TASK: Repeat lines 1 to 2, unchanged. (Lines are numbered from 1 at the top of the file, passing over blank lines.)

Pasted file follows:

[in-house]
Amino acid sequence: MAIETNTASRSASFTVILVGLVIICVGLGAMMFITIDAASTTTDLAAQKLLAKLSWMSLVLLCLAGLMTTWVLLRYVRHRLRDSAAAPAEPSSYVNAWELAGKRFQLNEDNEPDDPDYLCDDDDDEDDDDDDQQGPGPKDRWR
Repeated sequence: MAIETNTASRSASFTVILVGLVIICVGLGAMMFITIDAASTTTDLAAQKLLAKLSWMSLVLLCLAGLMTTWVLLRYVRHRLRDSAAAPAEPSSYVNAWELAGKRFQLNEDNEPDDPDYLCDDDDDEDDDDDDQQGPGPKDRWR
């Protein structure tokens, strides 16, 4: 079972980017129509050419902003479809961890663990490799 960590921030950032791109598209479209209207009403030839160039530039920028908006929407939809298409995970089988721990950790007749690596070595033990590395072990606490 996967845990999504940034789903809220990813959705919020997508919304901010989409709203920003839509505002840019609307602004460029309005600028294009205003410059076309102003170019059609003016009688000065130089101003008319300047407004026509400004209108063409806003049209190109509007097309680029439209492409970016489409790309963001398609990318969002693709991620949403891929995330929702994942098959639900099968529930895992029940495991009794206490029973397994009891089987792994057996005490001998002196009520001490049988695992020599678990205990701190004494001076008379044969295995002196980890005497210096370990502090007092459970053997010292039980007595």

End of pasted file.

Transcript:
[in-house]
Amino acid sequence: MAIETNTASRSASFTVILVGLVIICVGLGAMMFITIDAASTTTDLAAQKLLAKLSWMSLVLLCLAGLMTTWVLLRYVRHRLRDSAAAPAEPSSYVNAWELAGKRFQLNEDNEPDDPDYLCDDDDDEDDDDDDQQGPGPKDRWR